Because I’ve always been late to these examinations, El and I have never actually taken one together. By the time I arrive, he’s usually sitting in the waiting room; that or he’s sitting near the window and leaves before the undressing starts. The cold doesn’t help things, either.

Vera walks over to me and pulls at my blanket.

“I insist. Will only take moment.”

“No, Vera. It’s 284 K and it’s cold. I’m not taking them off.” I say, pulling back my blanket.

“You sure? Invasive scans go through clothes but very unpleasant.”

“I’m. Not. Taking. Off. My. Clothes. Vera. Just do the scan and get it over with.”

She looks at El, who’s literally been twiddling his thumbs the whole time, with a questioning glance, and he responds:

“Oh! Uh, I would also like to keep my clothes on for, uh, similar reasons, thank you.”

Vera, thinking nothing else of it, cracks a cheerful smile and slams the lever with tremendous force. The scan begins at our feet, and the intense buzzing sensation that it elicits causes us both to jump at the sensation. When it finishes at the top of our heads, I can already feel a headache coming on.

Along with the usual information, like muscle mass, brain activity, and skeletal integrity, the results screen also shows our personal information. This being our first time taking the exam together like this, neither of us have seen the other’s personal info. The info went something like this:

Name: Belakoro Hosomichi Miyazawa

Sex: Female

DOB: Febus, Day 12, 2776

Place: New Sakhalin, Ligeia Mare, Titan

Father: Takashi Miyazawa

Mother: N/A

Clone #: 89

Surviving Clones of Sequence:

Ship Assignment: [Classified]

Date of Assignment to Ship: [Classified]

Ship Occupation: [Classified]

Name: Elio Aleksandrovich Gergiev

Sex: Male

DOB: Octos, Day 29, 2775

Place: Ares Station, Mars Orbit

Father: Aleksandr Gergiev

Mother: N/A; Missing since 10/30/2775

Child #: 1

Siblings: 0

Ship Assignment: [Classified]

Date of Assignment to Ship: [Classified]

Ship Occupation: [Classified]

The rest of the exam went relatively smooth, save for Vera doing additional checkups for muscle stiffness and any signs of hypothermia (aside from the mild ones I experienced earlier). The examination over and done with, and Vera finally bouncing off to tend to whatever other business she has, El and I take a seat on the heated floor close to the enormous window of the lab and contemplate.

“I guess neither of us has led a charmed life, hm?” El says.

“Heh. No, I guess not. Your mom’s missing and I’m a clone who never had one to start with.”

“May I ask what it is you’re holding?” El says, pointing to my palm.

It’s an odd statuette that I found in a box hidden away in our room. It’s supposed to look like a woman but looks more like an odd shaped tuber. U-Hay says it’s a “Venus Figure” carved about 26,000 years ago back on Earth. An indelible mark to the longevity of human creativity, she said.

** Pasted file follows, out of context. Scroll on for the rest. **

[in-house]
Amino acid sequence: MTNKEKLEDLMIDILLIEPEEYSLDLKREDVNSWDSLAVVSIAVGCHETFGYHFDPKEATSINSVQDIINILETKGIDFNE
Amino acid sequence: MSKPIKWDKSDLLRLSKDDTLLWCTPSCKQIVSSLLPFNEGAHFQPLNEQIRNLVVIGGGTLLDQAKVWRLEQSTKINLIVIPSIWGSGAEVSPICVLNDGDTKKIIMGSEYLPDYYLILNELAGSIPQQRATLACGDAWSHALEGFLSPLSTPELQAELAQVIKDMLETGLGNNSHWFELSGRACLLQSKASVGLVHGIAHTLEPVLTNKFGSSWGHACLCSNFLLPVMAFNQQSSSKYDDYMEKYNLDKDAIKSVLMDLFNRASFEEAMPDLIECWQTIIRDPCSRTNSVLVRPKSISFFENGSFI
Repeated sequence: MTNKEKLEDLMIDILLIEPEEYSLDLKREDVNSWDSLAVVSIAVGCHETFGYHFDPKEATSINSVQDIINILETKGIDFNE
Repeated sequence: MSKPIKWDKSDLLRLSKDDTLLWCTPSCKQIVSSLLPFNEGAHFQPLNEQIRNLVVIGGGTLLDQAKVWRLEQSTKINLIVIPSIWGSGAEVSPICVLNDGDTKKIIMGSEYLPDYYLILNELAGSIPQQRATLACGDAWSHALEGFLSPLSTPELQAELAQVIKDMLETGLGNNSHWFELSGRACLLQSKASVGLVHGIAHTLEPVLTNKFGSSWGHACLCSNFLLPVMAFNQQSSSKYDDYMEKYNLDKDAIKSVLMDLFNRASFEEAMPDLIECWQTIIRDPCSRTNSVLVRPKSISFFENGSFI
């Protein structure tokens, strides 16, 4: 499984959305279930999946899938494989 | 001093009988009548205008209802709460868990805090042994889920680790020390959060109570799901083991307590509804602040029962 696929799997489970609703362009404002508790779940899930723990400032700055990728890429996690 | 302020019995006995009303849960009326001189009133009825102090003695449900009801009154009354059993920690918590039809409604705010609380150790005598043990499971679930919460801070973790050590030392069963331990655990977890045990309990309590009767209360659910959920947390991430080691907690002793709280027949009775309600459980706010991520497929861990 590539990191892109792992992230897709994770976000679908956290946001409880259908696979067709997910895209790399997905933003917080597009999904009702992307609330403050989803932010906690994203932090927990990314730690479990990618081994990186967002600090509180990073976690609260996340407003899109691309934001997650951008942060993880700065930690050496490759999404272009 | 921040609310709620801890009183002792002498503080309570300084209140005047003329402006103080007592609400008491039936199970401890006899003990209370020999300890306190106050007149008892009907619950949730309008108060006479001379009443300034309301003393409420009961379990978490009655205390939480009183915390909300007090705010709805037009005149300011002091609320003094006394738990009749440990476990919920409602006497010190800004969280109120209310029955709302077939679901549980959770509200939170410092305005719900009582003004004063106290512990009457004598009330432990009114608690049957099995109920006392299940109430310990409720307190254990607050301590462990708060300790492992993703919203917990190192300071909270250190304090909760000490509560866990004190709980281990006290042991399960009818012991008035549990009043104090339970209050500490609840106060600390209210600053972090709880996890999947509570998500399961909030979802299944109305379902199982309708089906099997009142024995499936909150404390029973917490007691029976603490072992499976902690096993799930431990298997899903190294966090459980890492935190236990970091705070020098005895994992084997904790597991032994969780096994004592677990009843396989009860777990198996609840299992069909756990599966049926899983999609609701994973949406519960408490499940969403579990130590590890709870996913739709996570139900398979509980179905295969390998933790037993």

After telling El all of this, I stare into the galactic core, and an odd thought comes to me.

“Y’know the center of the galaxy is 26,000 light years away from Earth.” I say, holding the figurine up to the bright bulge cloaked by dust.

“So if we looked back on it, we’d technically be seeing the same people who made this thing.”

“So, what?” El says, “A missive sent 26,000 years after the fact? What would you write, pray tell?”

  I have to hand it to El for being equal parts smugly sarcastic and genuinely curious. He may think I don’t know it, but he’s actually quite fragile underneath all of his snark. I answer his question.

“I don’t have a clue. You?”

“Hmm.” He pauses for a moment, and then with a smirk says:

“To Mom, in 26,000 years”

He looks up at all the stars, dust and gas circling the bright nexus of the galaxy.

“Do you think she knows how beautiful all of this is, the stars, the nebulae, the planets…” He turns to me, “…you?”

I was planning to not dignify that last one with a response, but I judge that now is not the time for vitriol. I rock back and forth and fumble with the figure.

“I don’t know. Maybe? There’s a good chance”

He wraps his arm around my shoulder, and this time I don’t object. When he leans in for a kiss, however, I throw him wide grin that says a thousand words, all of them ending in pain for him. So he’s thwarted in that attempt, but we do cuddle, mostly because he’s warm and I’m still cold but also because he’s just nice to be around, sometimes. I still wish he had just asked me to redistribute the power for him; he should know by now that I love him too much to ignore him. 26,000 years to send a message, but it’s still too soon for that one I guess.

March 30, 2024 03:57

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1 comment

Trudy Jas
21:51 Apr 03, 2024

So, how long have you been in space? LOL It sounds as if you know what you're talking about. Wonderful flow, realistic environment, great characters and dialogue.